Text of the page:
From The Pueblo Chieftain (Chris Woodka):
There would be little impact on water rights if flood control structures on Fountain Creek were designed to allow 10,000 cubic feet per second of water to pass through Pueblo.
That’s the conclusion of a draft report by engineer Duane Helton commissioned by the Fountain Creek Watershed Flood Control and Greenway District, released this week.
The district is looking at the issue as part of its investigation into the feasibility of building either a large dam or series of detention ponds on Fountain Creek. A U.S. Geological Survey study shows those are the most effective way to stop high flows from inflicting more damage on the waterway through Pueblo.
A study for Pueblo County by Wright Water Engineering indicates those flows have been worsened by development in Colorado Springs for the past 35 years — from both more impervious surfaces and the introduction of imported water. About 363,000 tons of additional sediment each year are deposited between Colorado Springs and Pueblo.
Helton’s study, which is now under review by interested parties, indicates that water rights during extremely large floods would not be affected because water would be stored in John Martin Reservoir. That same situation occurred this year during six weeks of moderate, but prolonged flows on Fountain Creek.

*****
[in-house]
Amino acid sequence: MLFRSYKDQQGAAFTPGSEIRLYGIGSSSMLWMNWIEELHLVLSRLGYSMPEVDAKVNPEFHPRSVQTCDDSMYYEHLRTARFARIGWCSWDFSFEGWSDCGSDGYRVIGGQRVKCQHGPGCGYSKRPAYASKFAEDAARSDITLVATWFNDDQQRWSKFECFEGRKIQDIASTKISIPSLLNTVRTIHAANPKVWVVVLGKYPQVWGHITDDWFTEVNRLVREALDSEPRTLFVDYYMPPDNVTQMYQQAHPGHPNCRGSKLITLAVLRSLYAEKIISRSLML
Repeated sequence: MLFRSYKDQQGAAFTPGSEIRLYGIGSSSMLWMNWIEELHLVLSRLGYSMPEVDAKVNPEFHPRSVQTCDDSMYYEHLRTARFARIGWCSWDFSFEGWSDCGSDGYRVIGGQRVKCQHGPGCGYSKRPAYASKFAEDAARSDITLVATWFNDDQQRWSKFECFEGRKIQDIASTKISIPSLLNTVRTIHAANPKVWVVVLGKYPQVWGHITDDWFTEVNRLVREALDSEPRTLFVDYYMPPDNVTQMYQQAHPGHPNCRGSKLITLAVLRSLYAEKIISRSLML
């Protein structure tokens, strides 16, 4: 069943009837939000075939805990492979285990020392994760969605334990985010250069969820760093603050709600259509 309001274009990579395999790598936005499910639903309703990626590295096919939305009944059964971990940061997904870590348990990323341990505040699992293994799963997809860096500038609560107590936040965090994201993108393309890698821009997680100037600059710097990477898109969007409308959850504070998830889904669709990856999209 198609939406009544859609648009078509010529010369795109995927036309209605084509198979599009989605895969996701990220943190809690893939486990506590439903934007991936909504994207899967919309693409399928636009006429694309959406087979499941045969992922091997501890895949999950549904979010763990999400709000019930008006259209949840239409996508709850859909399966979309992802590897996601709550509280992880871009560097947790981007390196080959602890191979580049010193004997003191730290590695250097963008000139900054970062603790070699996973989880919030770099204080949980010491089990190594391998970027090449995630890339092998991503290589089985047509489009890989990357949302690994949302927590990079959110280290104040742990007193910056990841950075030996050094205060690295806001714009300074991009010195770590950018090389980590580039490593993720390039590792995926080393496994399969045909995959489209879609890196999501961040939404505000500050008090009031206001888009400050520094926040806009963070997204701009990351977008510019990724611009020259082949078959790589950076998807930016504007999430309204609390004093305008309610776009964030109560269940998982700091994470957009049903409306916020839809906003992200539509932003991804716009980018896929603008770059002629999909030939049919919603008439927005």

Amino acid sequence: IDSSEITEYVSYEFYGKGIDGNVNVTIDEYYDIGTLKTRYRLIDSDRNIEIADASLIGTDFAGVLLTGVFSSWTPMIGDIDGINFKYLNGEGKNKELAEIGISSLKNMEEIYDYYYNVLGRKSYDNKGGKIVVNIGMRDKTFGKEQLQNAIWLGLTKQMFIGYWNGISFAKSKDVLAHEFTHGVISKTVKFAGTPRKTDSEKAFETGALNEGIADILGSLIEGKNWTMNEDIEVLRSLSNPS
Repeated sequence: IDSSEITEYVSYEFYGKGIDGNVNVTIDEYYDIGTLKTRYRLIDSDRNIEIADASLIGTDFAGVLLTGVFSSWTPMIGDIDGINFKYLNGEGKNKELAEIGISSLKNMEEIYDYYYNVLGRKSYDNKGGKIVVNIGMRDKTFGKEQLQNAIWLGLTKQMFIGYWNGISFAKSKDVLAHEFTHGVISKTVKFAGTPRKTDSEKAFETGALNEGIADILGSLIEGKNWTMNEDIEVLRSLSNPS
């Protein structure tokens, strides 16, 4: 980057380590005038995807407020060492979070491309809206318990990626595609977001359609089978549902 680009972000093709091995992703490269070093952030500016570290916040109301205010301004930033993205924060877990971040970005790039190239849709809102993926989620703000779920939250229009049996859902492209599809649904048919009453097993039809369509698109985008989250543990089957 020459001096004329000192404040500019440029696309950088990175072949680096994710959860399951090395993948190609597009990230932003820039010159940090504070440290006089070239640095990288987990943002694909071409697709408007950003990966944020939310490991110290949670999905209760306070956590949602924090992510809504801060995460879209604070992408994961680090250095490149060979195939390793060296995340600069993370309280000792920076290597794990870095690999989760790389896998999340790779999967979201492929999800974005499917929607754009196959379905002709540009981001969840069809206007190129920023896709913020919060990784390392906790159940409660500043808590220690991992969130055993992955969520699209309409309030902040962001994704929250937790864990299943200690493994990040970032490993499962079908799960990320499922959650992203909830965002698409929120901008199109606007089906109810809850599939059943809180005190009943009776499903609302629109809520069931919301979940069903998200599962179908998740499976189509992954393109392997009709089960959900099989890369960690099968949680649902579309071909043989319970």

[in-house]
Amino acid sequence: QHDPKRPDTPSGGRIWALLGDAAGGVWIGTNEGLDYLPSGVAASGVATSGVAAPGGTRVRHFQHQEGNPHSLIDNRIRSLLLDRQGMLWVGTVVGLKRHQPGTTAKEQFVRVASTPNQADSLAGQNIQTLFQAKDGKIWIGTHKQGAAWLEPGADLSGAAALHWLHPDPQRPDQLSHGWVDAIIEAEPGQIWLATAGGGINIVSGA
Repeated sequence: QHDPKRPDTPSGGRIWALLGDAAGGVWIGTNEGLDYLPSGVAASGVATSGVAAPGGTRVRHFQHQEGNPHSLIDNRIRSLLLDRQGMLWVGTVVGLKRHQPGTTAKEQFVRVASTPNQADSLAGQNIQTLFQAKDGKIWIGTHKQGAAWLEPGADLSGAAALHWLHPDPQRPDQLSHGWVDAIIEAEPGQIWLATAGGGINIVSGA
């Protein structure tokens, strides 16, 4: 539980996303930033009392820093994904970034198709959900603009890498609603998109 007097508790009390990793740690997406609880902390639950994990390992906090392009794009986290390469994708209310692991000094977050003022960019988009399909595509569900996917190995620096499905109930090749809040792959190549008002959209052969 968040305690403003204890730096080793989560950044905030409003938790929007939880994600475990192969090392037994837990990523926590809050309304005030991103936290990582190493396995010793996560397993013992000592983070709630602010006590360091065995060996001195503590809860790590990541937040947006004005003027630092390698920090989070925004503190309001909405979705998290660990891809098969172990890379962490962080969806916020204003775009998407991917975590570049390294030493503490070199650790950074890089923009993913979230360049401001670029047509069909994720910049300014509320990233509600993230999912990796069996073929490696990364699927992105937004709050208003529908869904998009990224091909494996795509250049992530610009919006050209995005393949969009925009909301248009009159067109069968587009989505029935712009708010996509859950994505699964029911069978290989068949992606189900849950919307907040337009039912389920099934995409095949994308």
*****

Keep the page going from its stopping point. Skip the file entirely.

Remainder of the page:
“Although the owners of the ditches and reservoirs on the Arkansas River are appropriately concerned about the effects of the Fountain Creek flood remediation project on their diversions under the priority system, a conclusion from this analysis is that the operation of the Fountain Creek Flood Remediation Project will not have significant effects on the diversions into the ditches and reservoirs on the Arkansas River in at least some of the years,” Helton’s report states.
Helton analyzed data since 1921, with about 75 years of flow records for Fountain Creek. The records were unavailable for some years. There were 18 years where the peak flow exceeded 10,000 cfs.
He modeled floods in 1999 and 2011, concluding that about 5,291 acre-feet would have been impounded during the 1999 flood and 368 acre-feet in the 2011 event if flood control was managed for everything above 10,000 cfs. In the 1999 flood, there would have been little if any impact on downstream rights, since John Martin storage was active.
The report also concluded that a method could be developed to ensure downstream water users would get water they otherwise would have been entitled to receive.